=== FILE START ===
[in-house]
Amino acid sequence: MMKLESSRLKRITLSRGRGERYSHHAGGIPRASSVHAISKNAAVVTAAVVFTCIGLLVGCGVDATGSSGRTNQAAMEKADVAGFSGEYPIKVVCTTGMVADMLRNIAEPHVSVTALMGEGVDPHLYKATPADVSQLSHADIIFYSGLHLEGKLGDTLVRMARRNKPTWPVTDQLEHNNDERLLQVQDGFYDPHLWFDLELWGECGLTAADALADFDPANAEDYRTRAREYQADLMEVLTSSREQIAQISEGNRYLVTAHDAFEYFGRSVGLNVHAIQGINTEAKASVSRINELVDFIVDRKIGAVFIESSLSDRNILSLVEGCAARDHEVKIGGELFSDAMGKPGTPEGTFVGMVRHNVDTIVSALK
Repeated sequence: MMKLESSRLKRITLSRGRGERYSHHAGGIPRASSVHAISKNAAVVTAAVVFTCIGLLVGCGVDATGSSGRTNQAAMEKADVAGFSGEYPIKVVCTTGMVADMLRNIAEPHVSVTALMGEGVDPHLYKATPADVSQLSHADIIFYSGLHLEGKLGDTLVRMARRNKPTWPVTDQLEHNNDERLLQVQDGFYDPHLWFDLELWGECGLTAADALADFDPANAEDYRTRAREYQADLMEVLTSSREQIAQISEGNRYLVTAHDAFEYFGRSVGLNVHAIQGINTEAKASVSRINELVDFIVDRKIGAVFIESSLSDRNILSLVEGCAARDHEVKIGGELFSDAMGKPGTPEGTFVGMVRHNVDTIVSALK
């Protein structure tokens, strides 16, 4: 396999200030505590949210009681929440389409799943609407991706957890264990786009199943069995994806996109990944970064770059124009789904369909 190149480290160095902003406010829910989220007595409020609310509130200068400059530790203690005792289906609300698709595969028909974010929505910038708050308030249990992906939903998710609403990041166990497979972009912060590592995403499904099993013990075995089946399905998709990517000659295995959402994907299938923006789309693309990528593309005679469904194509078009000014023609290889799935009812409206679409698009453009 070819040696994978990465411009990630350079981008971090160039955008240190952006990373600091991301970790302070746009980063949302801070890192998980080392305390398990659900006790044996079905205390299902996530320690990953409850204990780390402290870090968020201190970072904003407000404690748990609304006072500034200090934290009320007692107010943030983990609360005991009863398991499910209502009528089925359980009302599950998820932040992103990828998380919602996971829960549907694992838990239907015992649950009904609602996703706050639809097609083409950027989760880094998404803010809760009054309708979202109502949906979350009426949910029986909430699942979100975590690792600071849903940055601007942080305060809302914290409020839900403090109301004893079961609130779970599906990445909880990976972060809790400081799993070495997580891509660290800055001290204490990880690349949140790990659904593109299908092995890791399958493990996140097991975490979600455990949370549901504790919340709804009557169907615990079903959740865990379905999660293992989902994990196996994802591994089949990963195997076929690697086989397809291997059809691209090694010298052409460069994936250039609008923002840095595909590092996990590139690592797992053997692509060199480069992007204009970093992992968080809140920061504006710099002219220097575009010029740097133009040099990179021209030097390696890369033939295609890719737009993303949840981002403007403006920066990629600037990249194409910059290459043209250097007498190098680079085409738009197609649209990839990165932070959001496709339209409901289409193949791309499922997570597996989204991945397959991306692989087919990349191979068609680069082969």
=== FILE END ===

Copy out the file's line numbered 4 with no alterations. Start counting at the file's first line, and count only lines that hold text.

């Protein structure tokens, strides 16, 4: 396999200030505590949210009681929440389409799943609407991706957890264990786009199943069995994806996109990944970064770059124009789904369909 190149480290160095902003406010829910989220007595409020609310509130200068400059530790203690005792289906609300698709595969028909974010929505910038708050308030249990992906939903998710609403990041166990497979972009912060590592995403499904099993013990075995089946399905998709990517000659295995959402994907299938923006789309693309990528593309005679469904194509078009000014023609290889799935009812409206679409698009453009 070819040696994978990465411009990630350079981008971090160039955008240190952006990373600091991301970790302070746009980063949302801070890192998980080392305390398990659900006790044996079905205390299902996530320690990953409850204990780390402290870090968020201190970072904003407000404690748990609304006072500034200090934290009320007692107010943030983990609360005991009863398991499910209502009528089925359980009302599950998820932040992103990828998380919602996971829960549907694992838990239907015992649950009904609602996703706050639809097609083409950027989760880094998404803010809760009054309708979202109502949906979350009426949910029986909430699942979100975590690792600071849903940055601007942080305060809302914290409020839900403090109301004893079961609130779970599906990445909880990976972060809790400081799993070495997580891509660290800055001290204490990880690349949140790990659904593109299908092995890791399958493990996140097991975490979600455990949370549901504790919340709804009557169907615990079903959740865990379905999660293992989902994990196996994802591994089949990963195997076929690697086989397809291997059809691209090694010298052409460069994936250039609008923002840095595909590092996990590139690592797992053997692509060199480069992007204009970093992992968080809140920061504006710099002219220097575009010029740097133009040099990179021209030097390696890369033939295609890719737009993303949840981002403007403006920066990629600037990249194409910059290459043209250097007498190098680079085409738009197609649209990839990165932070959001496709339209409901289409193949791309499922997570597996989204991945397959991306692989087919990349191979068609680069082969």